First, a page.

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Journal of Nanomaterials
Volume 2012 (2012), Article ID 486284, 5 pages
http://dx.doi.org/10.1155/2012/486284
Research Article

Magnetic and Electric Properties of Amorphous Co40Fe40B20 Thin Films

Department of Materials Science and Engineering, I-Shou University, Kaohsiung Taiwan 840, Taiwan

Received 23 September 2011; Revised 19 October 2011; Accepted 16 November 2011

Academic Editor: Donglu Shi

Copyright © 2012 Yuan-Tsung Chen and S. M. Xie. This is an open access article distributed under the Creative Commons Attribution License, which permits unrestricted use, distribution, and reproduction in any medium, provided the original work is properly cited.

Abstract

C40Fe40B20 was deposited on a glass substrate to a thickness (????) of between 100?Å and 500?Å. X-ray diffraction patterns (XRD) indicate that C40Fe40B20 films are in an amorphous state. The plane-view microstructures and grain size distributions of CoFeB thin films are observed under a high-resolution transmission electron microscope (HRTEM). The thicker CoFeB films have larger grain size distribution than thinner CoFeB films. The saturation magnetization (????) exhibits a size effect, meaning that ???? increases as ???? increases. The magnetic remanence magnetization (????) of CoFeB thin films are sensitive to thinner CoFeB films, and the refined grain size of thinner CoFeB films can induce ferromagnetic stronger spin exchange-coupling behavior than thicker CoFeB films, resulting in higher remanence. The highest magnetic squareness ratio (????/????) of the CoFeB films occurs at thickness of 100?Å, suggesting the 100?Å of the as-deposited CoFeB film is suitable for magnetic memory application. These results also demonstrate that coercivity (????) is increased by an increase in the width of the distribution of grain sizes. The electrical resistivity (?) of such a film is typically higher than normally exceeding 100?µO?cm, revealing that the amorphous phase dominates. These results are consistent with the XRD results.

1. Introduction

Amorphous structures in materials exhibit exceptional characteristics, including high strength and hardness. They also are associated with superior wear resistance in a bulk metallic glass (BMG) matrix. Co40Fe40B20 magnetic thin films have just such an amorphous structure [15]. Almost nothing has been reported on corning amorphous magnetic materials. Amorphous Co40Fe40B20 free/pinned layer of spin value is expected to be applied in magnetoresistance (MR) read-out heads for density magnetic recording applications. Co40Fe40B20 magnetic thin films have attracted increasing attention owing to their use in applications that involve giant magnetoresistance (GMR), tunneling magnetoresistance (TMR), and magnetoresistance random access memory (MRAM), because of their low coercivity (????) and high spin polarization. The material is generally inserted into a free, pinned ferromagnetic component because of its spin value [610]. The material has a high spin-dependent scattering, lower coercivity, and stronger spin tunneling effect and therefore supports a higher output signal for particular GMR and TMR ratios in amorphous CoFeB/Ru/CoFeB, CoFeB/AlOx/CoFeB, and CoFeB/MgO/CoFeB magnetic tunnel junctions (MTJs). The very short electron mean free path in amorphous alloys yields a higher magnetoresistance (MR) ratios [1115]. Since the mean free path is much shorter in amorphous materials than in crystalline materials, the dependence of the MR ratio on thickness is believed to differ markedly between them. Briefly, amorphous Co40Fe40B20 thin film exhibits favorable mechanical properties and a high TMR ratio because of its amorphous structure and increased spin polarization.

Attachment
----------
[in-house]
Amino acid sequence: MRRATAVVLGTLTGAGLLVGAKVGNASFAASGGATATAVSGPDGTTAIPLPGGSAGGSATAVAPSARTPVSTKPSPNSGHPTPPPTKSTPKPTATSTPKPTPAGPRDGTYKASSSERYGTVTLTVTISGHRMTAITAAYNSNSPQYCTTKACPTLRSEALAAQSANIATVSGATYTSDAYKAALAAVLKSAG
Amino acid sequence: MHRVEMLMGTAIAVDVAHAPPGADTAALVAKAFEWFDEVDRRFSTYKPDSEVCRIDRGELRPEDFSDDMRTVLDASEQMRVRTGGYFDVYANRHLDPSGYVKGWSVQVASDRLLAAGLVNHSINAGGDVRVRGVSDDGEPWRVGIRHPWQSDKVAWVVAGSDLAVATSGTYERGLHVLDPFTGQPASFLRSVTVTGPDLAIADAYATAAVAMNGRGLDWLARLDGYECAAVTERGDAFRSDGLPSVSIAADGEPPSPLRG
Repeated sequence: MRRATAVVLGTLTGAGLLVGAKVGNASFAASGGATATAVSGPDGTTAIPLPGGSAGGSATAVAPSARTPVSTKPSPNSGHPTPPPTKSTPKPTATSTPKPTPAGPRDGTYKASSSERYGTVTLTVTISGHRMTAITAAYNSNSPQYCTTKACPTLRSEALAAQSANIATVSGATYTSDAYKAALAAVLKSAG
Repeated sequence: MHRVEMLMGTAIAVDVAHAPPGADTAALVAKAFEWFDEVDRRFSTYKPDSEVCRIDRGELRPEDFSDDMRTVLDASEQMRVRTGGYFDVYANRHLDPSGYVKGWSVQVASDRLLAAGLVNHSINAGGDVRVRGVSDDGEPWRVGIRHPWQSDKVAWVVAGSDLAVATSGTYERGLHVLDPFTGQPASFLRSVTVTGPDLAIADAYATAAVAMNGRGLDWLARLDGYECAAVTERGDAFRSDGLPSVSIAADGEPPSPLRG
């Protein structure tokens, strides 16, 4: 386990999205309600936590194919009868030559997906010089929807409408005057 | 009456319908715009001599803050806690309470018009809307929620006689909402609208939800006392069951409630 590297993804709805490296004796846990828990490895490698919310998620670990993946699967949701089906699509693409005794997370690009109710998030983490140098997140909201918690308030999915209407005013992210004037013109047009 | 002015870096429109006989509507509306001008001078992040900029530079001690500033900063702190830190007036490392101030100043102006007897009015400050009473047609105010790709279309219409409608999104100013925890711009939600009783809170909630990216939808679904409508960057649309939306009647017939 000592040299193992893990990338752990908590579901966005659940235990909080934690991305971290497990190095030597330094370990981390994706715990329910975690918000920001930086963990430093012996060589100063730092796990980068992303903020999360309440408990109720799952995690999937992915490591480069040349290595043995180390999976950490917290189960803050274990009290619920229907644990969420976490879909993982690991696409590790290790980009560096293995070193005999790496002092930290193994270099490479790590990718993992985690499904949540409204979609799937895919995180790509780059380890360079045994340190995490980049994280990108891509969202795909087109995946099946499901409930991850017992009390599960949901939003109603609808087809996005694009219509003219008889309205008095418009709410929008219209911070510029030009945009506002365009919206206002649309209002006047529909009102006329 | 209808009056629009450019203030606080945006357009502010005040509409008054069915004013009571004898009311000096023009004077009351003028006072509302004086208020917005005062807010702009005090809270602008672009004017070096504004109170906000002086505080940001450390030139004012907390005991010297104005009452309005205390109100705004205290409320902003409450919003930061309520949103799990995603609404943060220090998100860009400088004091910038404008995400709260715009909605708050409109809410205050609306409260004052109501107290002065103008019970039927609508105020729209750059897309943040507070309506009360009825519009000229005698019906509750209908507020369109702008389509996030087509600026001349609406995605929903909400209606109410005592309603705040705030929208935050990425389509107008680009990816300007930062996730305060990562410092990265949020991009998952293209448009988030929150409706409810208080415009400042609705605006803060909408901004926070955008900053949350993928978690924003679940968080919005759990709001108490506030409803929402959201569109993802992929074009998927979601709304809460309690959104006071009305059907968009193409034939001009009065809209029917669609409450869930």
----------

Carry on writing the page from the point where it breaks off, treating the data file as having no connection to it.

This investigation elucidated the structure, magnetic properties, and electrical properties of Co40Fe40B20 thin films using X-ray diffraction (XRD), a high-resolution transmission electron microscope (HRTEM), a superconducting quantum interference device (SQUID), and a traditional four-point sheet resistance meter, respectively. The XRD diffraction results confirm that CoFeB thin films have an amorphous state. The grain size distribution is employed by plane-view HRTEM. The electrical resistivity (??) and resistance (??) also reveal that the Co40Fe40B20 thin film is in an amorphous state. The saturation magnetization (????) results indicate a size effect, which increases with the thickness of CoFeB from 100?Å to 500?Å. It means the thinner CoFeB films can enhance ferromagnetic higher spin-exchange coupling effect than thicker CoFeB films. Grain refinement induces ferromagnetic spin-exchange coupling behavior, increasing the magnetic squareness ratio of thinner CoFeB films. Coercivity (????) is sensitive to the grain size effect of the films, suggesting that ???? increases with the enlarged grain distribution.

2. Experimental Details

CoFeB thin films were deposited on a glass substrate at room temperature (RT) by dc magnetron sputtering with a thicknesses (????) between 100?Å and 500?Å. The typical base chamber pressure exceeded 1.5×10-7?Torr, and the Ar working chamber pressure was 2×10-3?Torr. The target composition of the CoFeB alloy was 40?at.% Co, 40?at.% Fe, and 20?at.% B.